Food is a major expense in American households. A family of 4 can spend anywhere from $600 to $1200 per month on food. If there’s a possibility to reduce this expense, even by a little, over time it can have a significant impact on your finances.
5 ways to spend less when buying food
1. Eat out less
There’s an ongoing debate about eating at restaurants vs. eating at home, which of the two is less expensive. Let me get right to it…eating out is more expensive,…period!
The math doesn’t lie. Eating at restaurants cost significantly more than eating at home. Even after taking into account the rise in the cost of groceries, especially the organic items, the difference is significant. The cost of eating at a restaurant after you include gratuity can be two to three times higher than cooking at home.
I know some people will make the argument that they can’t make a hamburger for $1. They argue that eating at some fast food restaurants is cheaper than cooking for yourself. First, who wants to eat from the dollar menu every day? Second, when buying the ingredient to make a hamburger or any other meal, you’re able to use those ingredients to make multiple portions and even use some ingredients in multiple meals. This makes the cost per portion much lower than eating at restaurants.
Of course, there’s nothing wrong with eating out once in a while. But, there are financial consequences when you make this a daily routine. The next point will help you keep this in check.
2. Set a limit when spending on food
The cost of food can vary widely. Whether you’re having a meal at home or eating at a restaurant, your choice of foods are plentiful and so are the prices. It’s always going to be difficult to say ‘No.’ It goes against our selfish natures. However, if you never set a limit to your spending, you’re guaranteed to exceed it every month.
Start by using the Spending Guideline. It will give you a suggested percent of income you should spend on food. For example, a family of 4 making $50K Net Income should spend a maximum of 19% on food. That comes out to $9,500 per year and $791 per month, and it includes both groceries and eating out. Once you have a dollar amount, you can make food choices that are in line with your financial ability.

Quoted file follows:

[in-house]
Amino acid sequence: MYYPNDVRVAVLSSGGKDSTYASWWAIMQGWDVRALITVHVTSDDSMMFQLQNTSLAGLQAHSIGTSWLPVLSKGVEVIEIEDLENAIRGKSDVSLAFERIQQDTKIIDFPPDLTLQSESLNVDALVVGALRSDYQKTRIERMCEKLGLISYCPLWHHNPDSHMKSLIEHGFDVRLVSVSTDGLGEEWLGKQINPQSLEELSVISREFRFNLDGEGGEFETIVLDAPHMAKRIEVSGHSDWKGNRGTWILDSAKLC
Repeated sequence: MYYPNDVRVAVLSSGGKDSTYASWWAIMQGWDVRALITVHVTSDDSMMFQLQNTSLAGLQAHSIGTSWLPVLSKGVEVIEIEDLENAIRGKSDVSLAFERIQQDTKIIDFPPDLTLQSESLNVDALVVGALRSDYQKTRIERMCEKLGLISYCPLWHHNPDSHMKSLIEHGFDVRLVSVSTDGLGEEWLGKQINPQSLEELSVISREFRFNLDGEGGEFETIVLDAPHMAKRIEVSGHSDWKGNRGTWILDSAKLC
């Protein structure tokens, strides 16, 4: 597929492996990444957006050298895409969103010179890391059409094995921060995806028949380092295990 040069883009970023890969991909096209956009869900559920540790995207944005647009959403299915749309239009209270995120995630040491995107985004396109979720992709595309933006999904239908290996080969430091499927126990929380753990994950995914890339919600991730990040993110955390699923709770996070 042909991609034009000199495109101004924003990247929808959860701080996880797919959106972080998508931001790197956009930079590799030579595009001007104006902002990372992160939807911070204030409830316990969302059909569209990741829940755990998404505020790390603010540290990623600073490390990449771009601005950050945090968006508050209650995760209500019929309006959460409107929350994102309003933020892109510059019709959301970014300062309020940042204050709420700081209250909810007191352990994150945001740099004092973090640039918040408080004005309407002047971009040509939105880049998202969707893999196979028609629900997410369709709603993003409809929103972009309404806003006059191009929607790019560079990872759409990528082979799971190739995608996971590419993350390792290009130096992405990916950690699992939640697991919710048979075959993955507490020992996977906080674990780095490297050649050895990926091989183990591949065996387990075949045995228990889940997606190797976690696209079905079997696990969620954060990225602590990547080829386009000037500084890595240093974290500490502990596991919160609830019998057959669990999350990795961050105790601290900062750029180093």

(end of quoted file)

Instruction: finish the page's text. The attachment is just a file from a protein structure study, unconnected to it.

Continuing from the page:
3. Make a shopping list
I know, I know! It sounds complicated and difficult. It isn’t! I’m not suggesting you build an excel spreadsheet with every meal planned and color coded for the entire month. I’m simply suggesting you start by making a list of the items you wish to eat for the week, then consider what and how many ingredients you’ll need, and walk into the grocery store with a list in hand. Keeping a running total as you add items to the cart is a good way to ensure you stay within your budget.
4. Buy only what you need in the short-term
Buying in bulk is advertised as a great way to save on food. Buy more at a lower price per unit and it’s a great bargain. Honestly, will your family actually use the 2 gallons of mayonnaise before it goes bad? Unless you have a large family and you actually use everything you buy in bulk, it doesn’t make financial sense, no matter how much of a bargain the item is.
The average household discards 25% of the food they buy. Whether it’s produce or leftovers, good food is being thrown out and this costs you money. It’s more cost-effective to buy only what you know you’ll need and can use in the next few days.
Produce and some fruit rarely lasts more than 3 or 4 days. So instead of buying a week’s worth, buy a 3 or 4 day supply. The extra trip to the store mid-week will still be way cheaper than throwing food away. However, don’t go to the other extreme and shop every day, which will cost more in time and money.
5. Avoid buying prepared foods
No one works for free! Any food that has been prepared or package has a premium cost associated with it. It’s less expensive and much healthier to purchase ingredients and prepare your own food. If you’re worried about the time it takes to cook, don’t be. There are literally thousands of recipes available online for meals that can be cooked in under 30 minutes, which incidentally is the average time it takes for you to get your meal at a sit-down restaurant.
We can all spend less on food. Think of how much more you could accomplish this year by implementing these cost saving ideas. The benefit of doing so will not only impact your wallet, it will improve your health, which can improve other aspects of your life.
What are your saving ideas for spending less on food? Please share them in the comments below.